Myths can also have a validity beyond that of literal truth. Consider, for example, the Greek myth of Procrustes. According to the story, he lived in a house by the road, sometimes seen as an inn, where, in the guise of offering hospitality, he compelled travelers to lie upon a bed. If they were too short for the bed, he stretched them on a rack to fit it. If they were too tall he chopped their legs off where they hung over the edge. Procrustes was one of a number of villains haunting the road between Athens and Sparta. On his way from Troezen in the Peloponnesian peninsula to Athens to make himself known to his father Aegeus, the hero Theseus cleared the road of these bandits, serving Procrustes as he had served his victims. We can look at this story from many levels. First, taking it at face value, we can see the bed of Procrustes as a metaphor for brutally enforced conformity, wherein all who do not fit an arbitrarily denned role are broken of their individuality and coerced to acquiesce to the norm. We should also look at the myth critically, however. What is the point of this bizarre torture? If he is a mere robber, wouldn't Procrustes simply waylay people and kill them? The rigmarole of fitting them to the bed has a ritualistic feel to it. Robert Graves writes of the myth (vol 1, p. 332):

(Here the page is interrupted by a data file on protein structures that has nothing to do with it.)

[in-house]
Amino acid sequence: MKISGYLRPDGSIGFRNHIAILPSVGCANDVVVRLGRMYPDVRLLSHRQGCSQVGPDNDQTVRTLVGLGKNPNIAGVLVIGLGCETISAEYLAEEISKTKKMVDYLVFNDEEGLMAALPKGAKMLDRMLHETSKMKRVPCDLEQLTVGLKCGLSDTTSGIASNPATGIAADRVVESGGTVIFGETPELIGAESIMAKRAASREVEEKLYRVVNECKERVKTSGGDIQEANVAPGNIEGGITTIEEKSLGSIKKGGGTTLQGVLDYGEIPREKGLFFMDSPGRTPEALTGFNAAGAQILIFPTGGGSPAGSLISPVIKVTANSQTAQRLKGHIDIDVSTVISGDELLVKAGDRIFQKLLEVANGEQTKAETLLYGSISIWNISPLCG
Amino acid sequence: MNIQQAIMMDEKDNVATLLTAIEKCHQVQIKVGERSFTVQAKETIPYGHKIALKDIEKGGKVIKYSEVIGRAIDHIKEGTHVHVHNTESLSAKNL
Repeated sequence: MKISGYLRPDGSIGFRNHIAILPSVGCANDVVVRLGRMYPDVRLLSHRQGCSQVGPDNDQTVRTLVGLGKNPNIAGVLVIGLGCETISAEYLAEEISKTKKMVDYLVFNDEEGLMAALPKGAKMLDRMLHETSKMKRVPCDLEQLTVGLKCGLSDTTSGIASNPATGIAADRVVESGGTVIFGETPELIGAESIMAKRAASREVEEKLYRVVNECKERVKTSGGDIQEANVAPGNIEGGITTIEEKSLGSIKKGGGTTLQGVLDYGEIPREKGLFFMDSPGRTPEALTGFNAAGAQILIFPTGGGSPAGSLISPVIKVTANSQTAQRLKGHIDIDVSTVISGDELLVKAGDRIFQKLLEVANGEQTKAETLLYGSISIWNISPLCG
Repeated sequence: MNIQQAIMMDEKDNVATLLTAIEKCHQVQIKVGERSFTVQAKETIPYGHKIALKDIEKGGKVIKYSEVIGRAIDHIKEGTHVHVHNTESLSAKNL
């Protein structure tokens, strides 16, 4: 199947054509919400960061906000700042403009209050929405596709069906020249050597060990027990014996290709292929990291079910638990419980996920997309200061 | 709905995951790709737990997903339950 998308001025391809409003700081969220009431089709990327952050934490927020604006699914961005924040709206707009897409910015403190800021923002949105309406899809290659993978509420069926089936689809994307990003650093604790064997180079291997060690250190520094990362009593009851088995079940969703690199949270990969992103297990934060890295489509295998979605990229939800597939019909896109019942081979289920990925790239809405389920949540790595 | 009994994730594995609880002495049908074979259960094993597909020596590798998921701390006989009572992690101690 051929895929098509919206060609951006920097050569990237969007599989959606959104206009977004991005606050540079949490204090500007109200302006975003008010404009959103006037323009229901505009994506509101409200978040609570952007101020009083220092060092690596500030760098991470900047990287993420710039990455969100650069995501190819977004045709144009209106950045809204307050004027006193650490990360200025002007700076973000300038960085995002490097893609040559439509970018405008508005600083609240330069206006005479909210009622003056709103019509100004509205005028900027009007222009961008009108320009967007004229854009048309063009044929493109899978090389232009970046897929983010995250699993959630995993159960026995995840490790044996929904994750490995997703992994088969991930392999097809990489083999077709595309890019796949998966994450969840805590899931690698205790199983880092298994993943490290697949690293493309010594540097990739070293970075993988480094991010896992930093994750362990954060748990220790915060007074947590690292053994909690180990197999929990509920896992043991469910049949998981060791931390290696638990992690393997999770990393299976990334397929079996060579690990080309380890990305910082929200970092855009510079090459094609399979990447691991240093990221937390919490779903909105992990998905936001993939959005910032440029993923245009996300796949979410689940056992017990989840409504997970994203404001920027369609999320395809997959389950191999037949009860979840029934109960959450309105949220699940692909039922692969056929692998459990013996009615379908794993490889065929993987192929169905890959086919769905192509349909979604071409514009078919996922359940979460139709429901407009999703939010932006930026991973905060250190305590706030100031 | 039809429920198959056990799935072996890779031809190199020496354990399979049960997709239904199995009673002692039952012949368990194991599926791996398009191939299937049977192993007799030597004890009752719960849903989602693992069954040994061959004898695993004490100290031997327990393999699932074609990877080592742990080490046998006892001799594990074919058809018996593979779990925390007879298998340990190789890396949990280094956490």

...Procrustes seems to be a fictional character, invented to account for a familiar icon:
the heir of the old king—Samson, Pterelaus..., Nisus..., Curoi, Llew Llaw, or whatever
he may have been called—is tied to the bedpost by his treacherous bride, while his
rival advances, ax in hand, to destroy him.
Graves saw Theseus as overthrowing ancient ritual by abolishing the killing of the
sacred king. Regardless of whether Graves was right in his interpretation—which he may
not be, given his obsession with the motif of the sacrifice of the sacred king—the fact
remains that, like the story of Samson and Delilah, the surface tale does not make sense
if examined. Procrustes seems to be involved in some sort of sacrifice, and his "bed"
would seem to be an altar upon which it is performed.